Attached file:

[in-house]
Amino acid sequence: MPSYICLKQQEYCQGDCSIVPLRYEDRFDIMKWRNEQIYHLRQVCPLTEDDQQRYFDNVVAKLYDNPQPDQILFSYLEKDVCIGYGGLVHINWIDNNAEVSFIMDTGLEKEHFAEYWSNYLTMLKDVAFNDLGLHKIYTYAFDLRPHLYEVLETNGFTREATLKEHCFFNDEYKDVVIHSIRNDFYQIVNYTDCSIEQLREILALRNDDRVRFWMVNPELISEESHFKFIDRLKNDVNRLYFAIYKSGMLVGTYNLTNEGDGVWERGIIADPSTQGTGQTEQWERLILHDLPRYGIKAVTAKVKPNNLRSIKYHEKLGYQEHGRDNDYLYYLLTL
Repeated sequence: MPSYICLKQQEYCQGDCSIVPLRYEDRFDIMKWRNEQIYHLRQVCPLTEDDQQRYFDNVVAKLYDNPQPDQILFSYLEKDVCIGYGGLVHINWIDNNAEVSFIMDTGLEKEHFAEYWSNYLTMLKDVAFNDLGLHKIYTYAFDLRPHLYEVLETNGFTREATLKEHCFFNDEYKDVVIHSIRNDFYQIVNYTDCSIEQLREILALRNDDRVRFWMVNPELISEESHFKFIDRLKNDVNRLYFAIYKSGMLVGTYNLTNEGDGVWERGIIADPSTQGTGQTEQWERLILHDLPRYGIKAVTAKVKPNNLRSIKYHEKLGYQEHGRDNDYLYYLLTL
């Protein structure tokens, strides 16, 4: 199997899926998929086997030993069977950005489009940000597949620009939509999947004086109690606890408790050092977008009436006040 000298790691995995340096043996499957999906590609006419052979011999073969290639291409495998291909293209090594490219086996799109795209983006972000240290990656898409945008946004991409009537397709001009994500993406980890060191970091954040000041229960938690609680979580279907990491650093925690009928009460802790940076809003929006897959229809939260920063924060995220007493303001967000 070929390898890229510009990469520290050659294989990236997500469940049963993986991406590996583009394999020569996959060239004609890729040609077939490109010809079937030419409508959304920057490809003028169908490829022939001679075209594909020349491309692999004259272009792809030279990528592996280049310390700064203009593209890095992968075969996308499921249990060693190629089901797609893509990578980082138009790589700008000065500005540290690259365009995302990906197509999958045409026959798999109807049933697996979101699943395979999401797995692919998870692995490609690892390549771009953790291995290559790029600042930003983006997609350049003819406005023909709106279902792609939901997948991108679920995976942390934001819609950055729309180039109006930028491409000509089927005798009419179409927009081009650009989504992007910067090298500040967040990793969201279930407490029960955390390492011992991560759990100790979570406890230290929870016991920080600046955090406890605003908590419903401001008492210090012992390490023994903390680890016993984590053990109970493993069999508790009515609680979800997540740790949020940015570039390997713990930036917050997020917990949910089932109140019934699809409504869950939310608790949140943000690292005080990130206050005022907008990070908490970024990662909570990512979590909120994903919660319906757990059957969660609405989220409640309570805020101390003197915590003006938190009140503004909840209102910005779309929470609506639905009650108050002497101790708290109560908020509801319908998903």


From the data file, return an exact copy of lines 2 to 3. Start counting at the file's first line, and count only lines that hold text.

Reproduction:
Amino acid sequence: MPSYICLKQQEYCQGDCSIVPLRYEDRFDIMKWRNEQIYHLRQVCPLTEDDQQRYFDNVVAKLYDNPQPDQILFSYLEKDVCIGYGGLVHINWIDNNAEVSFIMDTGLEKEHFAEYWSNYLTMLKDVAFNDLGLHKIYTYAFDLRPHLYEVLETNGFTREATLKEHCFFNDEYKDVVIHSIRNDFYQIVNYTDCSIEQLREILALRNDDRVRFWMVNPELISEESHFKFIDRLKNDVNRLYFAIYKSGMLVGTYNLTNEGDGVWERGIIADPSTQGTGQTEQWERLILHDLPRYGIKAVTAKVKPNNLRSIKYHEKLGYQEHGRDNDYLYYLLTL
Repeated sequence: MPSYICLKQQEYCQGDCSIVPLRYEDRFDIMKWRNEQIYHLRQVCPLTEDDQQRYFDNVVAKLYDNPQPDQILFSYLEKDVCIGYGGLVHINWIDNNAEVSFIMDTGLEKEHFAEYWSNYLTMLKDVAFNDLGLHKIYTYAFDLRPHLYEVLETNGFTREATLKEHCFFNDEYKDVVIHSIRNDFYQIVNYTDCSIEQLREILALRNDDRVRFWMVNPELISEESHFKFIDRLKNDVNRLYFAIYKSGMLVGTYNLTNEGDGVWERGIIADPSTQGTGQTEQWERLILHDLPRYGIKAVTAKVKPNNLRSIKYHEKLGYQEHGRDNDYLYYLLTL